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A look at some of the big takeaways from the release of the redacted Mueller report. Also, on our Friday rundown: Iowa recovers from devastating floods and prepares for more. And, scallopers urged to minimize the threat to seagrass.

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Mental-Health Care Advocates say ACA Repeal Would Come at a Cost

Experts fear repealing the Affordable Care Act could reduce access to mental health care for those who need it most. (Pixabay)
Experts fear repealing the Affordable Care Act could reduce access to mental health care for those who need it most. (Pixabay)
February 27, 2017

SALT LAKE CITY — Recently, President Donald Trump falsely claimed that the Affordable Care Act covers "very few people,” but one sector of the population stands to be significantly impacted if the GOP succeeds in repealing the law.

Kim Gardner, interim executive director at the National Alliance on Mental Illness in Utah, said in the first two years since Obamacare went into affect, nearly 127,000 Utahans enrolled in ACA plans. He said that reducing access for folks who need care would have a community-wide impact.

"It's going to have an impact to homelessness, incarceration, job losses,” Gardner said, "because people are not getting the consistent care that they need to help maintain them in a healthy state of recovery."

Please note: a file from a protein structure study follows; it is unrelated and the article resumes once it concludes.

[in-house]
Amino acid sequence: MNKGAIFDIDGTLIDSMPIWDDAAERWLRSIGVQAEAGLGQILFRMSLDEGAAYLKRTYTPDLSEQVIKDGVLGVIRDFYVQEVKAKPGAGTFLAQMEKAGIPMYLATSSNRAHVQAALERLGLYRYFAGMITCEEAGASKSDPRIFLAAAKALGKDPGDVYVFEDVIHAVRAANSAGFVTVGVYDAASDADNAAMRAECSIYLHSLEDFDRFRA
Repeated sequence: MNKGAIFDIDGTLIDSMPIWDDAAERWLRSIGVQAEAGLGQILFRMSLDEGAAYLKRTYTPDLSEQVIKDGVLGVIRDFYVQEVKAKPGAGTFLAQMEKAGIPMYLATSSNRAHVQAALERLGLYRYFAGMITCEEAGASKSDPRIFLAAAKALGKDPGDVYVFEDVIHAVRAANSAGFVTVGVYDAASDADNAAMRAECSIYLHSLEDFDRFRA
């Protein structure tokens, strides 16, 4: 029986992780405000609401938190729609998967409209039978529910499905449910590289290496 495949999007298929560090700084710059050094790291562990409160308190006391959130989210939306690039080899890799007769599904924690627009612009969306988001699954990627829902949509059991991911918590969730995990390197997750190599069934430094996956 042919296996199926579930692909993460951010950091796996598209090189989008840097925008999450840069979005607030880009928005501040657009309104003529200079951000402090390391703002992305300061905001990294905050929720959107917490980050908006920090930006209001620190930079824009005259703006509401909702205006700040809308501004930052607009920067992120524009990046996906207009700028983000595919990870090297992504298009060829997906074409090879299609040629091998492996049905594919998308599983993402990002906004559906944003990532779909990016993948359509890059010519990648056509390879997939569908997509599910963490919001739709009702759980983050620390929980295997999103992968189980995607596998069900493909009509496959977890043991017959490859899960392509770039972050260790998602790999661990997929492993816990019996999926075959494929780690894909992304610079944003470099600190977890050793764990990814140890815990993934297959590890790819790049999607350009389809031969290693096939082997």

He said it can take years to establish a successful treatment plan for people in need of mental health care, and a disruption in treatment can prompt behavior that would make it impossible for them to function in society.

Trump's statement about the reach of the ACA came during the annual conservative CPAC conference in Maryland on Friday. According the U.S. Department of Health and Human Services, some 20 million people nationally have gained coverage since the ACA became law.

According to Gardner, if state and federal governments don't support regular mental health care for those who need it, it will ultimately cost more down the line.

"If we can provide either prevention or early intervention before things become in a crisis state, then the benefit to individuals and families, and communities and taxpayers is so much better,” he said.

Despite progress made in the availability of care, Gardner said many people still live in areas with a shortage of mental health care providers - particularly in rural and economically disadvantaged communities.

Eric Galatas, Public News Service - UT